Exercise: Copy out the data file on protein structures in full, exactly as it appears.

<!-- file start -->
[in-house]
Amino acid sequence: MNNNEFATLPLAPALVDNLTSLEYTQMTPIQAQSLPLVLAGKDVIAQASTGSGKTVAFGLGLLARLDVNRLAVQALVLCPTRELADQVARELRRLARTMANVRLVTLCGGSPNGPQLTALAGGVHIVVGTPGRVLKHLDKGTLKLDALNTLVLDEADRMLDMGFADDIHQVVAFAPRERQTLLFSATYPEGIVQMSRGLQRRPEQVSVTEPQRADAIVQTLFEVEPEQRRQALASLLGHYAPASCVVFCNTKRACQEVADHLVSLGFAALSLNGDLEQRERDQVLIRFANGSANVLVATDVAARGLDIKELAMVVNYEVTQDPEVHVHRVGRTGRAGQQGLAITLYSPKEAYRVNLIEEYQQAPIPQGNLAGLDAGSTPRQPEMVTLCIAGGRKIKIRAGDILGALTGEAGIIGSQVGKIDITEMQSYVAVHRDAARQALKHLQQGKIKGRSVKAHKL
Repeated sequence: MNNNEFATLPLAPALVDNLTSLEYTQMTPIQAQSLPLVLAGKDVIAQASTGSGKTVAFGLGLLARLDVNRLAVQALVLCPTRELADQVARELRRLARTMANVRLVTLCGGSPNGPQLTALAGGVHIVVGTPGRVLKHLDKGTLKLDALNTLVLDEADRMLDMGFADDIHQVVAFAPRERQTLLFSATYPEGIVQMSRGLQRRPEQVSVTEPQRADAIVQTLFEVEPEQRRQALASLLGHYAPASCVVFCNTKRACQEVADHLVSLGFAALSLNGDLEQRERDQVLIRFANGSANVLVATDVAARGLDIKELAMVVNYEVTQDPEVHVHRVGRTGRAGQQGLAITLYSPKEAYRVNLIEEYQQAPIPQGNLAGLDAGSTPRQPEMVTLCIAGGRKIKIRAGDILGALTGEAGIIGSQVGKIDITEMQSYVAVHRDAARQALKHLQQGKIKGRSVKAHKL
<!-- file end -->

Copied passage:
[in-house]
Amino acid sequence: MNNNEFATLPLAPALVDNLTSLEYTQMTPIQAQSLPLVLAGKDVIAQASTGSGKTVAFGLGLLARLDVNRLAVQALVLCPTRELADQVARELRRLARTMANVRLVTLCGGSPNGPQLTALAGGVHIVVGTPGRVLKHLDKGTLKLDALNTLVLDEADRMLDMGFADDIHQVVAFAPRERQTLLFSATYPEGIVQMSRGLQRRPEQVSVTEPQRADAIVQTLFEVEPEQRRQALASLLGHYAPASCVVFCNTKRACQEVADHLVSLGFAALSLNGDLEQRERDQVLIRFANGSANVLVATDVAARGLDIKELAMVVNYEVTQDPEVHVHRVGRTGRAGQQGLAITLYSPKEAYRVNLIEEYQQAPIPQGNLAGLDAGSTPRQPEMVTLCIAGGRKIKIRAGDILGALTGEAGIIGSQVGKIDITEMQSYVAVHRDAARQALKHLQQGKIKGRSVKAHKL
Repeated sequence: MNNNEFATLPLAPALVDNLTSLEYTQMTPIQAQSLPLVLAGKDVIAQASTGSGKTVAFGLGLLARLDVNRLAVQALVLCPTRELADQVARELRRLARTMANVRLVTLCGGSPNGPQLTALAGGVHIVVGTPGRVLKHLDKGTLKLDALNTLVLDEADRMLDMGFADDIHQVVAFAPRERQTLLFSATYPEGIVQMSRGLQRRPEQVSVTEPQRADAIVQTLFEVEPEQRRQALASLLGHYAPASCVVFCNTKRACQEVADHLVSLGFAALSLNGDLEQRERDQVLIRFANGSANVLVATDVAARGLDIKELAMVVNYEVTQDPEVHVHRVGRTGRAGQQGLAITLYSPKEAYRVNLIEEYQQAPIPQGNLAGLDAGSTPRQPEMVTLCIAGGRKIKIRAGDILGALTGEAGIIGSQVGKIDITEMQSYVAVHRDAARQALKHLQQGKIKGRSVKAHKL